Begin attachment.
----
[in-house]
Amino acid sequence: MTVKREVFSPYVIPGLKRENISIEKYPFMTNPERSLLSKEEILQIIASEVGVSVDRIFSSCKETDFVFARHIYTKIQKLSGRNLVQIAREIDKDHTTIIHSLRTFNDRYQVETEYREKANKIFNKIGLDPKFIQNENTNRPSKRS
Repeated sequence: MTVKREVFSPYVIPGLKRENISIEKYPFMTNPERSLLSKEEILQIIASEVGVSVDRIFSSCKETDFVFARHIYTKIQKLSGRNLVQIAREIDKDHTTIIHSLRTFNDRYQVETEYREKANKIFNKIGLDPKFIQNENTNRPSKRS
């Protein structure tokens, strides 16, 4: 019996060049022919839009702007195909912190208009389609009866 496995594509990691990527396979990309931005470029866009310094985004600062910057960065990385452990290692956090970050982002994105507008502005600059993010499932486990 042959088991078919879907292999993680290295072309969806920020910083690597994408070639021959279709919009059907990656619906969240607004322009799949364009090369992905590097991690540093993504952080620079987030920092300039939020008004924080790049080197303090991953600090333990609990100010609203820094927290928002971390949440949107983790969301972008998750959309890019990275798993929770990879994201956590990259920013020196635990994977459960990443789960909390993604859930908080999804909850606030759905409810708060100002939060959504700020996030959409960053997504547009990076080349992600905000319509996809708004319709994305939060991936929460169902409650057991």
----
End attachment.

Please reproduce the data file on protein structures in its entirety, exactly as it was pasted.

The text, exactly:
[in-house]
Amino acid sequence: MTVKREVFSPYVIPGLKRENISIEKYPFMTNPERSLLSKEEILQIIASEVGVSVDRIFSSCKETDFVFARHIYTKIQKLSGRNLVQIAREIDKDHTTIIHSLRTFNDRYQVETEYREKANKIFNKIGLDPKFIQNENTNRPSKRS
Repeated sequence: MTVKREVFSPYVIPGLKRENISIEKYPFMTNPERSLLSKEEILQIIASEVGVSVDRIFSSCKETDFVFARHIYTKIQKLSGRNLVQIAREIDKDHTTIIHSLRTFNDRYQVETEYREKANKIFNKIGLDPKFIQNENTNRPSKRS
């Protein structure tokens, strides 16, 4: 019996060049022919839009702007195909912190208009389609009866 496995594509990691990527396979990309931005470029866009310094985004600062910057960065990385452990290692956090970050982002994105507008502005600059993010499932486990 042959088991078919879907292999993680290295072309969806920020910083690597994408070639021959279709919009059907990656619906969240607004322009799949364009090369992905590097991690540093993504952080620079987030920092300039939020008004924080790049080197303090991953600090333990609990100010609203820094927290928002971390949440949107983790969301972008998750959309890019990275798993929770990879994201956590990259920013020196635990994977459960990443789960909390993604859930908080999804909850606030759905409810708060100002939060959504700020996030959409960053997504547009990076080349992600905000319509996809708004319709994305939060991936929460169902409650057991």